I’ve been focussed on promoting my latest release so have been preparing the live versions of each song and have been doing a lot of geeking out on marketing and digital strategy webinars. I’ve probably spent more time making content calendars and learning how to use the Facebook advertising platform than I have been making new music! Who knew lockdown would turn me into an admin freak? I even finished my bloody 2020 Tax Return!

Have you found any unexpected sources of inspiration in lockdown?

I’ve started running. I’ve always played sports but was never a runner. I’ve done three 5k runs in the past week and have got myself some proper running shoes which was very unexpected. I also made a kitchen sink live session where I had to recreate one of my own songs using only kitchen utensils and consequently spent about 2 hours trying to find the right size glasses to tune to the key of G sharp minor, or whatever it was. 

Do you have any advice for other songwriters trying to stay creative during the crisis?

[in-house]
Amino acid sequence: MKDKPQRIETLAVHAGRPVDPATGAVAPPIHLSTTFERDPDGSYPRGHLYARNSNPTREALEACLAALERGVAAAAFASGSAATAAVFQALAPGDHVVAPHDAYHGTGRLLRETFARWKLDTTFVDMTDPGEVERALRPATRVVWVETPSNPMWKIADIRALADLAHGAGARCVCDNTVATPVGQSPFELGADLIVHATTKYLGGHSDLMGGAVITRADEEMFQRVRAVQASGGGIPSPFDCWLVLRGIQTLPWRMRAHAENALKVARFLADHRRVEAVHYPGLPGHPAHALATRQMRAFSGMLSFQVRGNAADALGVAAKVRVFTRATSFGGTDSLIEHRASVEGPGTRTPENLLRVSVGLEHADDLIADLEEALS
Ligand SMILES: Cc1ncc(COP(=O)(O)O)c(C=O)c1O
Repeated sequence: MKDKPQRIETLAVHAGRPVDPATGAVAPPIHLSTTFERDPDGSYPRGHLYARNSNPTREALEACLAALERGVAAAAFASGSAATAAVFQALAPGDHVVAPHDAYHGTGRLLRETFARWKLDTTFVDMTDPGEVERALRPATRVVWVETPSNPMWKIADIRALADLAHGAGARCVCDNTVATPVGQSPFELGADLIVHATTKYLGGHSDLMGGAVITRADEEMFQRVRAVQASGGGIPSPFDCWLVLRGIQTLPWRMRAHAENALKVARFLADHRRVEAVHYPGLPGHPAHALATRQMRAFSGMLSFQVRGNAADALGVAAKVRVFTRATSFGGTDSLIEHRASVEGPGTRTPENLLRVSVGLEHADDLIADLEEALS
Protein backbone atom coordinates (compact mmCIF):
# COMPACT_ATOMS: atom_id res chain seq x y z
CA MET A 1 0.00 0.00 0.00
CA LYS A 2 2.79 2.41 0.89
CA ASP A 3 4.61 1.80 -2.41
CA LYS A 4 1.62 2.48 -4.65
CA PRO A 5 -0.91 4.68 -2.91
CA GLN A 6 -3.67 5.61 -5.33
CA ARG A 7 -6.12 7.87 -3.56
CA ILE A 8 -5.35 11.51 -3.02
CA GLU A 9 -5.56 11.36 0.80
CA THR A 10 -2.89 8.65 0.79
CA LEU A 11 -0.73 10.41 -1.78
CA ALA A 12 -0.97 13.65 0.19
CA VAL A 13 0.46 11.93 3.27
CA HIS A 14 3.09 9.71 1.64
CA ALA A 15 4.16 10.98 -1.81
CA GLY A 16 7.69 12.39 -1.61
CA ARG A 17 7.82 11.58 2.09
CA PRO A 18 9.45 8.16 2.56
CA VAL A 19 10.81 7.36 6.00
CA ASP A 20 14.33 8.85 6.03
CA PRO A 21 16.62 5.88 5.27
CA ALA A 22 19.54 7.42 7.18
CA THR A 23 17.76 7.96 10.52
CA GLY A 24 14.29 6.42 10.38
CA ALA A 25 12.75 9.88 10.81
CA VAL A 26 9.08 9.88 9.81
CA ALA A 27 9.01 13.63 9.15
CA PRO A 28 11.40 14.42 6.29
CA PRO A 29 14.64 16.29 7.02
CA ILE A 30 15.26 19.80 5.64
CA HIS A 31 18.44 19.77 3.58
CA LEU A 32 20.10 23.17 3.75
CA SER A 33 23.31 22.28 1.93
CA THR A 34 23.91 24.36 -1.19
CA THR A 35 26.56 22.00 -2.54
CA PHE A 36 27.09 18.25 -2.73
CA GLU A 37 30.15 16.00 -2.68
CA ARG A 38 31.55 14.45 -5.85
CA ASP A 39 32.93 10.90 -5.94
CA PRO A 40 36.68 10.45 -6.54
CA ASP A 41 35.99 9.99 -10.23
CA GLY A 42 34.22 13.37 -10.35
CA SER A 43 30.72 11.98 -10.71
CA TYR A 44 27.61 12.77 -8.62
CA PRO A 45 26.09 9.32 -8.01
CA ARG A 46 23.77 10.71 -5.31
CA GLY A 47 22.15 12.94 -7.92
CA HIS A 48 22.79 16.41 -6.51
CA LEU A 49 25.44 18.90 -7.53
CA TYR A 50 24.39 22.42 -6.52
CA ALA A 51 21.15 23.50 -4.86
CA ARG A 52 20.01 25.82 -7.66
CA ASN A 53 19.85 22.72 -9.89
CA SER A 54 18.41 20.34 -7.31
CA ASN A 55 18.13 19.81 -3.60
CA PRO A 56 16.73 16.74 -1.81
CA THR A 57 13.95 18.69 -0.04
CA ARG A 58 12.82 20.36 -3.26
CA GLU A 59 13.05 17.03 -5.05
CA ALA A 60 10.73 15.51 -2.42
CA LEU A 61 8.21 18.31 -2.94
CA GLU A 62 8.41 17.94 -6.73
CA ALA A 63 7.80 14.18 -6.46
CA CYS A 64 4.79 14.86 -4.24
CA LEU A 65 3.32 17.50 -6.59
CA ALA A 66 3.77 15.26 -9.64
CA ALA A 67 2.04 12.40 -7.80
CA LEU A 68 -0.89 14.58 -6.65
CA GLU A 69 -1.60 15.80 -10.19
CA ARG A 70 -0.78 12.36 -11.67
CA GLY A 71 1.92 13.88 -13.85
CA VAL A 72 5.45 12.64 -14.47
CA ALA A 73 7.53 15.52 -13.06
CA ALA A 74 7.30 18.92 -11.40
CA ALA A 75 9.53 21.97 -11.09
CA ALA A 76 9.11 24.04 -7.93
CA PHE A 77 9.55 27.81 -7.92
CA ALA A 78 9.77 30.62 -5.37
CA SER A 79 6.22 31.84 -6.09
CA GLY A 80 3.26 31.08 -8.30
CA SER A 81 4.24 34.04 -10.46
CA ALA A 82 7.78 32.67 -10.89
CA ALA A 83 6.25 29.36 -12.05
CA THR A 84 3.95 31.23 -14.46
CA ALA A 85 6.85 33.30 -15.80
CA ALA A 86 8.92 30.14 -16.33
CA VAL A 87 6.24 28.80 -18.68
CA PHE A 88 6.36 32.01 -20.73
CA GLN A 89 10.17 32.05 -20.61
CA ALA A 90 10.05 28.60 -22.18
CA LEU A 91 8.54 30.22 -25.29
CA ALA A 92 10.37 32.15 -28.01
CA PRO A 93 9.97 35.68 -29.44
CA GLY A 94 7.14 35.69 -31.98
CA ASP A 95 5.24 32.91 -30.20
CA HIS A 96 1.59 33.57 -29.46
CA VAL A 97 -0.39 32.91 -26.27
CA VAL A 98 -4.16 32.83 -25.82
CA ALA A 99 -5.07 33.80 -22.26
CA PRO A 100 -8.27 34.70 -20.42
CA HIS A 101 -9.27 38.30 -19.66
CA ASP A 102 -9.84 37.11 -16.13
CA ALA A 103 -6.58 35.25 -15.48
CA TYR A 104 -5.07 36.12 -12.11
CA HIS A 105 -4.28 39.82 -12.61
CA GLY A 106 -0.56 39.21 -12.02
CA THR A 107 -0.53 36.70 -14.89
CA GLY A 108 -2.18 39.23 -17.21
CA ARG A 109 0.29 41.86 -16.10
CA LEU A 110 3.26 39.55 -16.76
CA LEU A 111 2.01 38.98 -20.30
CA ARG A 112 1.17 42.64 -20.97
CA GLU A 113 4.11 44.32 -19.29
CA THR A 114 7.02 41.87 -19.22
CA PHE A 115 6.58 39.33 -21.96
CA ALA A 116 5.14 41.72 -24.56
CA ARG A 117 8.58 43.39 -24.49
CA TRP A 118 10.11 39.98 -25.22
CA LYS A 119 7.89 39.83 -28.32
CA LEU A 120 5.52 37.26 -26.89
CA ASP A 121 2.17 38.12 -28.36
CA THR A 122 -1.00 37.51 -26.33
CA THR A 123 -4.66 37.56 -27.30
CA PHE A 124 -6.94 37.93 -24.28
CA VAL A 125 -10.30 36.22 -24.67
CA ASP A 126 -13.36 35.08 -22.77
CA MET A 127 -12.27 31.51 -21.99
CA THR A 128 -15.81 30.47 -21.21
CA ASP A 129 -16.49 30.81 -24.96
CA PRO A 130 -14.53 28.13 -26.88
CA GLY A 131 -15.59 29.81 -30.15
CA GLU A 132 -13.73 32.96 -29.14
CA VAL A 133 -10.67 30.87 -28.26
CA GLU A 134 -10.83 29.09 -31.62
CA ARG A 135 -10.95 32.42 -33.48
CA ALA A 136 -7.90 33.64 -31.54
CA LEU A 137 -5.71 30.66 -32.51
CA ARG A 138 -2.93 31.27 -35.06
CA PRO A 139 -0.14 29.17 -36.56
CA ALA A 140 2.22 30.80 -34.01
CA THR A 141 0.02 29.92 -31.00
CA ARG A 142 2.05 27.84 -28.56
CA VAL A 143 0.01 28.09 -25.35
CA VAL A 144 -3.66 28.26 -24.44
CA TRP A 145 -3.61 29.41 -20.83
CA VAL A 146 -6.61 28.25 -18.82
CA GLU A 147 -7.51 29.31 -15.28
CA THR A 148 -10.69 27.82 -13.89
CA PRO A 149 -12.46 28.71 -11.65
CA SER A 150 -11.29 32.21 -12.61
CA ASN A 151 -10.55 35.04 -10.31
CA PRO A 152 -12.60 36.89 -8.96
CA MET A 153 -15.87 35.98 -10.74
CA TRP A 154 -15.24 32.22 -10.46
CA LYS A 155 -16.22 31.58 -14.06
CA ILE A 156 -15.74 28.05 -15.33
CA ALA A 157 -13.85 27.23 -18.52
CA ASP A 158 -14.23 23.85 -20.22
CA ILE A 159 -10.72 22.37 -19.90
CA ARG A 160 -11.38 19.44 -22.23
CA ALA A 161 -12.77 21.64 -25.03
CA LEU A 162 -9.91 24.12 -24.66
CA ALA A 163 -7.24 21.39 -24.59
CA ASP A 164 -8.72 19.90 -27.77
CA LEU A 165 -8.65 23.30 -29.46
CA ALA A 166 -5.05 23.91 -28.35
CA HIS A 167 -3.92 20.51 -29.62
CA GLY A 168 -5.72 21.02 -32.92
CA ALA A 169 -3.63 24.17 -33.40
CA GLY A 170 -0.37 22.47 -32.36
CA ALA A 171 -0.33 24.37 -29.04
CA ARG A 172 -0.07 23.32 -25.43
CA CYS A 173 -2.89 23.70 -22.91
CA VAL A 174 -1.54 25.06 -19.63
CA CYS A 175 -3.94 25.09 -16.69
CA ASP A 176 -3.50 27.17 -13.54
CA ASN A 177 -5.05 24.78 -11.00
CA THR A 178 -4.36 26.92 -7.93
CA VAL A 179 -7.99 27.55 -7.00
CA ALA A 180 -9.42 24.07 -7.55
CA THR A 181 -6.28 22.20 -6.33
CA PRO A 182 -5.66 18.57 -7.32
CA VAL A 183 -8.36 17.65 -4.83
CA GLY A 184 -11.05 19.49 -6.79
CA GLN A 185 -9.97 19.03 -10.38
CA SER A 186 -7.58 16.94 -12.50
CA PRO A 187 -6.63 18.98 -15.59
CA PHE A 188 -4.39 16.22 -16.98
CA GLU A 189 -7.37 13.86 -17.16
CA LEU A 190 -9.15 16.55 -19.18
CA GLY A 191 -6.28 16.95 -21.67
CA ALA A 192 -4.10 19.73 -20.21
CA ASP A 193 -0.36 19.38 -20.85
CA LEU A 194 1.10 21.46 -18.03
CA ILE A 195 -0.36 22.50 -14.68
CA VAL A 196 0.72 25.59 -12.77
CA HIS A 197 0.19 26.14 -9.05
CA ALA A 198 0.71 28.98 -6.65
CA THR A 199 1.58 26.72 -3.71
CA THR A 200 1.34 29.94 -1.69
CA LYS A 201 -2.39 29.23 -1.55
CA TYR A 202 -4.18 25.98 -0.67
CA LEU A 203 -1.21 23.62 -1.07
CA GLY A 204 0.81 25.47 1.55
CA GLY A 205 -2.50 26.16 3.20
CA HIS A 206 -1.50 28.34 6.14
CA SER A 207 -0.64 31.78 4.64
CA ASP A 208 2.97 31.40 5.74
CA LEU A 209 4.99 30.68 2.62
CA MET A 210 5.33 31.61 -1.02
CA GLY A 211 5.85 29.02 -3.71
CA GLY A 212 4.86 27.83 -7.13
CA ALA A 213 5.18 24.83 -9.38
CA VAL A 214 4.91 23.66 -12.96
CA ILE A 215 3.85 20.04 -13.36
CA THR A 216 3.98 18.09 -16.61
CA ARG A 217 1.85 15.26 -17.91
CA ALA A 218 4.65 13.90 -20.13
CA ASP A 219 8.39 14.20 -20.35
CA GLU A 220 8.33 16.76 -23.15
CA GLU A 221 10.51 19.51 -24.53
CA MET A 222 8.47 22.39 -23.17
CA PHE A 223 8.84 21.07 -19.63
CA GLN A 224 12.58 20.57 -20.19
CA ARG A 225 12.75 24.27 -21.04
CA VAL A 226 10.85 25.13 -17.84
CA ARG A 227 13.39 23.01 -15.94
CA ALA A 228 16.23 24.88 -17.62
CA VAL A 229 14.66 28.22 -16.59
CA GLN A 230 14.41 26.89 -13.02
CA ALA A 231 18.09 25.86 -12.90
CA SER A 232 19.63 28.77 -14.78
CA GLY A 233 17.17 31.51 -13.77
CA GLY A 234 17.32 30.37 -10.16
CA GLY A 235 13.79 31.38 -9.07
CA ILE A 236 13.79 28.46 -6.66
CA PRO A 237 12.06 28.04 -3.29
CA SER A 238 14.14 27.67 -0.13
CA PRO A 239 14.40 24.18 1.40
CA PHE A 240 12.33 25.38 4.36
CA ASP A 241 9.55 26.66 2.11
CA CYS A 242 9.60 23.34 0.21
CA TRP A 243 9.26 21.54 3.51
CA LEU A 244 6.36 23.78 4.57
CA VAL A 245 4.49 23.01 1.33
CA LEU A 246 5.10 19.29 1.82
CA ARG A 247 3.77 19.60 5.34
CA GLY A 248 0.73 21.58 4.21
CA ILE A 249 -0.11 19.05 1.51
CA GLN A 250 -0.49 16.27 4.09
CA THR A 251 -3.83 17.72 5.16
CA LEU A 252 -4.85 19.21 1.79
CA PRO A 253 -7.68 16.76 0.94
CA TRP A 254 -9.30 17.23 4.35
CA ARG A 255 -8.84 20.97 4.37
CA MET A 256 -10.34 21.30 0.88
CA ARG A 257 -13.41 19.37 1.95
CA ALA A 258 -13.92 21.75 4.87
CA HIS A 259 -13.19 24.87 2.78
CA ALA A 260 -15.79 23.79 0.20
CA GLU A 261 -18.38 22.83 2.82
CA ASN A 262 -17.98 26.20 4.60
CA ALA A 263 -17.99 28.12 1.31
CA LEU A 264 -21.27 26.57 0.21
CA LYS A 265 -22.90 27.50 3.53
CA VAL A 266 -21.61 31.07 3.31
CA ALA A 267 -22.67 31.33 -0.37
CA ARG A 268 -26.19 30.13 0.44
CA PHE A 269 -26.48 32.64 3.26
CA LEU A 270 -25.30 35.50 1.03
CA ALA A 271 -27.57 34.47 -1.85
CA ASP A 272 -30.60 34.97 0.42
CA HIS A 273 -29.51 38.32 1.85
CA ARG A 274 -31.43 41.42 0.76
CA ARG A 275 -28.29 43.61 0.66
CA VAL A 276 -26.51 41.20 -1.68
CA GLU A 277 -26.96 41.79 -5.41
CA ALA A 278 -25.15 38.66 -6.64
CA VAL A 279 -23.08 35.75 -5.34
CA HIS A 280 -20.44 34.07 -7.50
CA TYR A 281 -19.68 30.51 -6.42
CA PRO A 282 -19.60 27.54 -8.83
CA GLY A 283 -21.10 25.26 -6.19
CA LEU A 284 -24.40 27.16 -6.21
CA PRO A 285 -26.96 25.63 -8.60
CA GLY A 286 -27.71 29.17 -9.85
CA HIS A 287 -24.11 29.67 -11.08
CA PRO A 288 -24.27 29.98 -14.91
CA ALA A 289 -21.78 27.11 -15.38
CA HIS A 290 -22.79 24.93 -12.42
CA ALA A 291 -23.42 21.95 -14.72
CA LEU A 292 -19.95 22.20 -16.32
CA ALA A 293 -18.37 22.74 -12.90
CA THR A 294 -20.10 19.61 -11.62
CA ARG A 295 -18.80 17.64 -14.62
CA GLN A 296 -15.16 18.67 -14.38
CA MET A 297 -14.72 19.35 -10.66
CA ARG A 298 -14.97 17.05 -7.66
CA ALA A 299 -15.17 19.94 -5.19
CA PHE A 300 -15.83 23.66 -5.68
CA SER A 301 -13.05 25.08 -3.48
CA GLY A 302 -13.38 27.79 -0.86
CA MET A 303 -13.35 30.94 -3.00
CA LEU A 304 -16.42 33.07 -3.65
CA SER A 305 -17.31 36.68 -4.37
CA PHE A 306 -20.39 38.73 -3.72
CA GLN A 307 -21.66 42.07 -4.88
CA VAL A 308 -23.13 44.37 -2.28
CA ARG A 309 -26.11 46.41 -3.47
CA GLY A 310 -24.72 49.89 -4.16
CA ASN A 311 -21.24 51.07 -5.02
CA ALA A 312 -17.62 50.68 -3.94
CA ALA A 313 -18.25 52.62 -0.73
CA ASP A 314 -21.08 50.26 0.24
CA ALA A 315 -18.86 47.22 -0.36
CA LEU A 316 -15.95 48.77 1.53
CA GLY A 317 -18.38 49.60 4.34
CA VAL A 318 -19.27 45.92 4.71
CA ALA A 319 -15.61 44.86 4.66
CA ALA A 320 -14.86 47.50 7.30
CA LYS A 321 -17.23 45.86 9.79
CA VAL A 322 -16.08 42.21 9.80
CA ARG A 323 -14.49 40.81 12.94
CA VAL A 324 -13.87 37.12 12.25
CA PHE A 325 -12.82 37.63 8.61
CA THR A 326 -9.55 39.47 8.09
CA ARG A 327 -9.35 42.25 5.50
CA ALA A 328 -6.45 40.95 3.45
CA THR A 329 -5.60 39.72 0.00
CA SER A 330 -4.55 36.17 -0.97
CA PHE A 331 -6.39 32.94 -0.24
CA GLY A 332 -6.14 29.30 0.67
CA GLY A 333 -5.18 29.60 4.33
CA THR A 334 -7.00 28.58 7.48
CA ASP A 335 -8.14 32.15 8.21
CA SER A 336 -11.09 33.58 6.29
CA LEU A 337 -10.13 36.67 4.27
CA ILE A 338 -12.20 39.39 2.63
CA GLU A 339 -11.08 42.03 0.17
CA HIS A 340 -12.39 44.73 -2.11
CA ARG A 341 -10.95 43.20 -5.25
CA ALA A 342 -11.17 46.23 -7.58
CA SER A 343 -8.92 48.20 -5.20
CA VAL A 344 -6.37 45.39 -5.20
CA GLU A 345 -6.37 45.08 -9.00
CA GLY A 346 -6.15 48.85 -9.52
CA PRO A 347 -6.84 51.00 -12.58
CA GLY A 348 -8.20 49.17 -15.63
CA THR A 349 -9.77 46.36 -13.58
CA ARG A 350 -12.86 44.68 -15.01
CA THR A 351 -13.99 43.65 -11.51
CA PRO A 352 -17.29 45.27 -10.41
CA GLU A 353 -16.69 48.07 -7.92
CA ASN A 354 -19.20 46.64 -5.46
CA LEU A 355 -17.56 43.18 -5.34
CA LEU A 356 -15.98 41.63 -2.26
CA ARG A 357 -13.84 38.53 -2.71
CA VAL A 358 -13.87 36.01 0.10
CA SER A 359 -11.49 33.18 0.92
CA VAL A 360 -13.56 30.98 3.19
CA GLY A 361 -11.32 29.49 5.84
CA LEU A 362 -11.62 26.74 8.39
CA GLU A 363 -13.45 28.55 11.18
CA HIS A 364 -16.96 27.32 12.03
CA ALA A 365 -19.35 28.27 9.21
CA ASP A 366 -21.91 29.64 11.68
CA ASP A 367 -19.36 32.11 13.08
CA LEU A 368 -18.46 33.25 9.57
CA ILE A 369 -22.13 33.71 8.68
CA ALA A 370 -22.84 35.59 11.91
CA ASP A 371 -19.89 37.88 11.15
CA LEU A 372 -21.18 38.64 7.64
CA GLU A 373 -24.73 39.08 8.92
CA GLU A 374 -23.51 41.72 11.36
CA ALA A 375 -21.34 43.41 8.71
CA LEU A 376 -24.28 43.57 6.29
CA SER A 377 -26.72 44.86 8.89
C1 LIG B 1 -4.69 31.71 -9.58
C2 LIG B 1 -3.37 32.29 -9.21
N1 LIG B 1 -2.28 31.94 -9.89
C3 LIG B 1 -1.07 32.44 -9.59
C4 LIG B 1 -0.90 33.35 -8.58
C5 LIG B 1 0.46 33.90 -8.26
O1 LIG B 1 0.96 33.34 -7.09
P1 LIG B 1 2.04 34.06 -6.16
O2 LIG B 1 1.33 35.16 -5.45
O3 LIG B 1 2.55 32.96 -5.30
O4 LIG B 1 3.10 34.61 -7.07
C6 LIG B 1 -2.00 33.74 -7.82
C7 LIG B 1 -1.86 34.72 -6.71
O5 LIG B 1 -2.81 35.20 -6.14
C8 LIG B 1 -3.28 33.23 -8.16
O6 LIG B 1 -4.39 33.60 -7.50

My main advice would be don’t put pressure on yourself to create a masterpiece and don’t listen to all the noise online. Do whatever feels good and if that is cleaning out your cutlery drawer or learning to paint or cook or sit and stare at a wall for ten minutes, then do that. Be kind to yourself. For me personally, having one task to complete every day has been handy, it feels achievable and gives me a sense of satisfaction when I get to tick it off, but I am a to-do list obsessive. I’ve never been a very spontaneous person and I rely on creating my own structure and routine in order to function in my very non structured lifestyle. I also found turning my phone off on Sundays has been a great thing to calm my mind and be free of distractions. Good books are The Artist Way and The Frustrated Songwriters Handbook if you’re up for it!